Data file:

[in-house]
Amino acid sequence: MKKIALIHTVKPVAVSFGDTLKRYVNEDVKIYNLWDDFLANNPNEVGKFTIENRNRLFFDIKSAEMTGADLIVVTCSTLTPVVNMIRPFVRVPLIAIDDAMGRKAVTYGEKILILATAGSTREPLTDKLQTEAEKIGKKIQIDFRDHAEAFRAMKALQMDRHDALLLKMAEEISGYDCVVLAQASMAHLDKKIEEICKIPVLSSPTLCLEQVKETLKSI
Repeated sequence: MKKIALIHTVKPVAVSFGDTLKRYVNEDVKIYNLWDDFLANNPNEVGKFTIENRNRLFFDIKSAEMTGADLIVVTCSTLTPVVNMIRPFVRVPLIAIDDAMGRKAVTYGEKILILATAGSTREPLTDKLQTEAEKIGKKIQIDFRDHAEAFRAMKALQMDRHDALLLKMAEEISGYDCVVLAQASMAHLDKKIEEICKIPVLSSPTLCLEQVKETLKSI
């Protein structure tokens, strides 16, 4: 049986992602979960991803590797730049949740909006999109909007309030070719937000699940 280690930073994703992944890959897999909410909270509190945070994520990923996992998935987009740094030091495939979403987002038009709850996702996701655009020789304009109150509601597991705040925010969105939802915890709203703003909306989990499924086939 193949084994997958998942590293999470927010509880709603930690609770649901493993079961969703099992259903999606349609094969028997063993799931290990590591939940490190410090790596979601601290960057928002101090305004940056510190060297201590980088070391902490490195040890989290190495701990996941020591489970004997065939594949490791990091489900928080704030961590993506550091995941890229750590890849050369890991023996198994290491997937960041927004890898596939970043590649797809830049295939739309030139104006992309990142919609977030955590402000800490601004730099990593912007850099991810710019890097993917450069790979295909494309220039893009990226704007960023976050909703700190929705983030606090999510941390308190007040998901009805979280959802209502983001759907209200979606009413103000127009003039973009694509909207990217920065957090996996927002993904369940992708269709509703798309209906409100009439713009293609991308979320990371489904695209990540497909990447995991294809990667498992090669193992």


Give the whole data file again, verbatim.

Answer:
[in-house]
Amino acid sequence: MKKIALIHTVKPVAVSFGDTLKRYVNEDVKIYNLWDDFLANNPNEVGKFTIENRNRLFFDIKSAEMTGADLIVVTCSTLTPVVNMIRPFVRVPLIAIDDAMGRKAVTYGEKILILATAGSTREPLTDKLQTEAEKIGKKIQIDFRDHAEAFRAMKALQMDRHDALLLKMAEEISGYDCVVLAQASMAHLDKKIEEICKIPVLSSPTLCLEQVKETLKSI
Repeated sequence: MKKIALIHTVKPVAVSFGDTLKRYVNEDVKIYNLWDDFLANNPNEVGKFTIENRNRLFFDIKSAEMTGADLIVVTCSTLTPVVNMIRPFVRVPLIAIDDAMGRKAVTYGEKILILATAGSTREPLTDKLQTEAEKIGKKIQIDFRDHAEAFRAMKALQMDRHDALLLKMAEEISGYDCVVLAQASMAHLDKKIEEICKIPVLSSPTLCLEQVKETLKSI
């Protein structure tokens, strides 16, 4: 049986992602979960991803590797730049949740909006999109909007309030070719937000699940 280690930073994703992944890959897999909410909270509190945070994520990923996992998935987009740094030091495939979403987002038009709850996702996701655009020789304009109150509601597991705040925010969105939802915890709203703003909306989990499924086939 193949084994997958998942590293999470927010509880709603930690609770649901493993079961969703099992259903999606349609094969028997063993799931290990590591939940490190410090790596979601601290960057928002101090305004940056510190060297201590980088070391902490490195040890989290190495701990996941020591489970004997065939594949490791990091489900928080704030961590993506550091995941890229750590890849050369890991023996198994290491997937960041927004890898596939970043590649797809830049295939739309030139104006992309990142919609977030955590402000800490601004730099990593912007850099991810710019890097993917450069790979295909494309220039893009990226704007960023976050909703700190929705983030606090999510941390308190007040998901009805979280959802209502983001759907209200979606009413103000127009003039973009694509909207990217920065957090996996927002993904369940992708269709509703798309209906409100009439713009293609991308979320990371489904695209990540497909990447995991294809990667498992090669193992």